Mace is a spice blend of pepper and cinnamon that has a sweet and toasty taste comparable to nutmeg but a touch hotter.
It may be used to season soups, sauces, meat, fish, vegetables, rice puddings, cookies, cakes, donuts, and other baked products in both sweet and savory recipes.
Mace, on the other hand, is a pricey spice, and you may find yourself in need of a replacement if your recipe calls for mace and you are out of stock. So, what are the finest mace substitutes?
Mace alternatives include nutmeg, allspice, cinnamon, ginger, pumpkin pie spice, cloves, and mace blades. Whatever substitute you pick will depend on whether you want your dish to be sweet or savory.
- What Is Ground Mace?
- Best Substitutes For Mace
- What can I replace mace with?
- Can I substitute nutmeg for mace?
- What can I use instead of cloves and mace?
- Is mace the same as allspice?
- Which is stronger mace or nutmeg?
- Is mace safer than pepper spray?
- What spice is most similar to mace?
- Which is sweeter nutmeg or mace?
- Is mace sweeter than nutmeg?
- Can you substitute mace for cinnamon?
What Is Ground Mace?
Mace is an exotic spice from the Indonesian island of Moluccas. It is derived from nutmeg trees, implying that it is closely linked to nutmeg.
After nutmeg fruits are harvested, the hard seed within is extracted and sold as nutmeg. The crimson coating of the fruit is detached and used as a strand of mace or mace blade. As a result, the flavors of mace and nutmeg are quite similar.
Mace covering is dried and crushed to make ground mace, which may be used in baked products and sweet recipes to lend a delicate, sweet, and spicy taste.
Best Substitutes For Mace
If you can’t get mace spice, here are some more common items you may use as a replacement!
1. Mace Blades
Mace blades are an excellent ground mace alternative; they are far less expensive than ground mace, and if your recipe asks for ground spice, you may dry and combine the mace blades.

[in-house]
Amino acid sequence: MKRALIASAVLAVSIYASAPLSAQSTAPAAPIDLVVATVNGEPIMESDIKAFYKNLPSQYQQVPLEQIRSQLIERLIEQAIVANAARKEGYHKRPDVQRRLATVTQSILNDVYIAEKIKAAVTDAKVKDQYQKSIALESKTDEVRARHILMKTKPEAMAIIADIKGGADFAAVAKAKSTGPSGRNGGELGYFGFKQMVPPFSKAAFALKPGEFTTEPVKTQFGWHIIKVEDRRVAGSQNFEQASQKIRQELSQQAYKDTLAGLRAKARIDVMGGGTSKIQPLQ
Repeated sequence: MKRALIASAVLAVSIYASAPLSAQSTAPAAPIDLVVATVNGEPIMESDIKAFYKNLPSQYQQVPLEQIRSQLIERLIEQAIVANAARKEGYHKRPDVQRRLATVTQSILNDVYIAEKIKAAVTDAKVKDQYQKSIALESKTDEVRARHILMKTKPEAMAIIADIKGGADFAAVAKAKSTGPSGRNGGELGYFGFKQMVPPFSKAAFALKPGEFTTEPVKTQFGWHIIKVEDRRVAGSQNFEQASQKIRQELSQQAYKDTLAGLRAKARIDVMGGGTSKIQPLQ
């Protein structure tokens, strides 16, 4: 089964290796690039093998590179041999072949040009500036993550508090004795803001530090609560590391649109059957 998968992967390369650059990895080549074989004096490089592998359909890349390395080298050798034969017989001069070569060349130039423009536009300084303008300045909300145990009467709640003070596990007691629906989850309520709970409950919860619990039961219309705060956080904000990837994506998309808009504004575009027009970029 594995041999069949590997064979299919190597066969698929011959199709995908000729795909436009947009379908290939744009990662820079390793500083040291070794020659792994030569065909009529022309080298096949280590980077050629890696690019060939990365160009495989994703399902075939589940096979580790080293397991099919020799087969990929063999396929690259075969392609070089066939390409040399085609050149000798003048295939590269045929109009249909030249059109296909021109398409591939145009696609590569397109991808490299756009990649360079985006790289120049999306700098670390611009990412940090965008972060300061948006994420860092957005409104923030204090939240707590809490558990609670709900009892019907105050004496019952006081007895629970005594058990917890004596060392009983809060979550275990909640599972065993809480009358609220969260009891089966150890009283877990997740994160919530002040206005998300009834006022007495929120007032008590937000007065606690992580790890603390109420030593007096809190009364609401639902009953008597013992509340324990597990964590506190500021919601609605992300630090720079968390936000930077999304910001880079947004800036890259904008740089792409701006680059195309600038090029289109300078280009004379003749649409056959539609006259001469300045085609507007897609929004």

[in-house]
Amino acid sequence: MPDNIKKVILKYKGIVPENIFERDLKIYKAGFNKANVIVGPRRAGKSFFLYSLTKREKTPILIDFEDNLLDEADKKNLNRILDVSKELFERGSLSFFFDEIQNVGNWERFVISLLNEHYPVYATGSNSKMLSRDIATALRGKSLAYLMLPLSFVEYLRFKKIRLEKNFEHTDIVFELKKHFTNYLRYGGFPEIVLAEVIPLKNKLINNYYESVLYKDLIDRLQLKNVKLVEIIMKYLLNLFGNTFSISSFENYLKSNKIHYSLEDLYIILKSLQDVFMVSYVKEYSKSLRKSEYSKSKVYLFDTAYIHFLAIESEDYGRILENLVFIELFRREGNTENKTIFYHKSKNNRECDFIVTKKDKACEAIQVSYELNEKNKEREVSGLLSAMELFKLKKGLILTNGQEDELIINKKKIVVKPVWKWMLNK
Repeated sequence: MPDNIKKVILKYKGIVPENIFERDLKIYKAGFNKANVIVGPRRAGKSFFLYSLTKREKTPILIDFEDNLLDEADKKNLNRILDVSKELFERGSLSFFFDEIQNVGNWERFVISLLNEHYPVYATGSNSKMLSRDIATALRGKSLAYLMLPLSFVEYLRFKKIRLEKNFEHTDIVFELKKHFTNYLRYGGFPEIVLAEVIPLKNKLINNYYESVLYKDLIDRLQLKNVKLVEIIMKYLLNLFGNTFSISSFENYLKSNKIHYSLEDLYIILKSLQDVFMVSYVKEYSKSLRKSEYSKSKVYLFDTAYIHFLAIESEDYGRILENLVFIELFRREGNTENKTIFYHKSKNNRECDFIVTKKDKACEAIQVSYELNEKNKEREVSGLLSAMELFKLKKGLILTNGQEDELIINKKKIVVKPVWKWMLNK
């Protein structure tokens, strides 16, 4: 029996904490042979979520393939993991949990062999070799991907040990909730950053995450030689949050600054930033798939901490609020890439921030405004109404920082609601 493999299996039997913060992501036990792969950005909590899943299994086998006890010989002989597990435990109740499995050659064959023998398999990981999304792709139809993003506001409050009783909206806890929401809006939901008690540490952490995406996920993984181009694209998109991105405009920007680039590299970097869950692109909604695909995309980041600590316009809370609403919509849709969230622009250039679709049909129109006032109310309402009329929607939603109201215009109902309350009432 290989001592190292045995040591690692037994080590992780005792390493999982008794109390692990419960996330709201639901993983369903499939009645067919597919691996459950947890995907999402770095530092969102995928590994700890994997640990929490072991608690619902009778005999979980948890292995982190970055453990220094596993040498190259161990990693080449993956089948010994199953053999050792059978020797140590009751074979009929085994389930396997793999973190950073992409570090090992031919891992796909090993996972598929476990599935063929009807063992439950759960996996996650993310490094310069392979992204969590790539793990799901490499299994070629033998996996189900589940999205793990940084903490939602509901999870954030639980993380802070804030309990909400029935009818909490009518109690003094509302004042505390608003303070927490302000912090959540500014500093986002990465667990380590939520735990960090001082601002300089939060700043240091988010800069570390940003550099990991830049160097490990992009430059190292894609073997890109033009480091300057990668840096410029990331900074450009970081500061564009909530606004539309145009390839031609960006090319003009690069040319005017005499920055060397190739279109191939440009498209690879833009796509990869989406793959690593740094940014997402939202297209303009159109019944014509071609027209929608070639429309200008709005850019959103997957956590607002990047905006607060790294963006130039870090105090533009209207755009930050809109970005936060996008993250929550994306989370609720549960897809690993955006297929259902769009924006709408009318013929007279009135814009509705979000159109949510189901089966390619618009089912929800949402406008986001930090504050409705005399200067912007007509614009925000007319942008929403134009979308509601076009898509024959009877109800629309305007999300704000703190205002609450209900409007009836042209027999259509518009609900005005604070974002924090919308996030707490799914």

Replace ground mace with an equivalent number of mace blades in any recipe that calls for it.
Nevertheless, since mace blades cannot dissolve in water, they are best suited for steamed foods such as stocks or rice, where it may be cooked for an extended period of time to extract all of the tastes.
Mace blades may be used in dessert dishes after being pulverized. Just crush dried mace blades in a spice grinder or blender until they are a fine powder.
Since nutmeg and mace are derived from the same fruit, nutmeg is the closest equivalent for mace. Both spices are derived from the same tree, however nutmeg seeds have a stronger taste than nutmeg tree.
While they come from the same tree, nutmeg and mace have subtle distinctions, particularly in taste.
Nutmegs are the fruit’s seeds, which give them a stronger taste and perfume than mace. They also have a little sweet flavor, making them an excellent substitution for mace flavor in meat, sausages, puddings, and baked products.
Cinnamon is a popular spice in pastries and baked products, and it makes a great mace substitute. This item is prevalent in many American cuisines and comes in stick and ground forms.
Cinnamon has a diverse taste profile that includes sweet, lemony, spicy, and earthy elements. Ground cinnamon may be substituted for mace in dishes such as puddings, cakes, and pies.
Take in mind that cinnamon has a strong and overpowering taste and perfume, so you may want to use less mace than the recipe calls for.
Another popular spice found in most homes is allspice. It is a fantastic complement to many dessert dishes and may be used to replace nutmeg as well as mace, particularly in baking.
Allspice is produced from the dried berries of the pimenta dioica tree; it is a famous Jamaican spice with nutmeg, cinnamon, and pepper flavors, making it an intriguing and great powdered mace substitute.
In a 1:1 ratio, replace mace with allspice.
Ginger has a particular taste character and may be used as a flavoring option for meat and savory recipes.
Ginger is native to Southeast Asia and is used in a variety of Asian recipes. It has a brilliant yellow skin, an earth-grey skin, and a sweet yet peppery and powerful taste with a pungent perfume that adds the required warmth to your cuisine.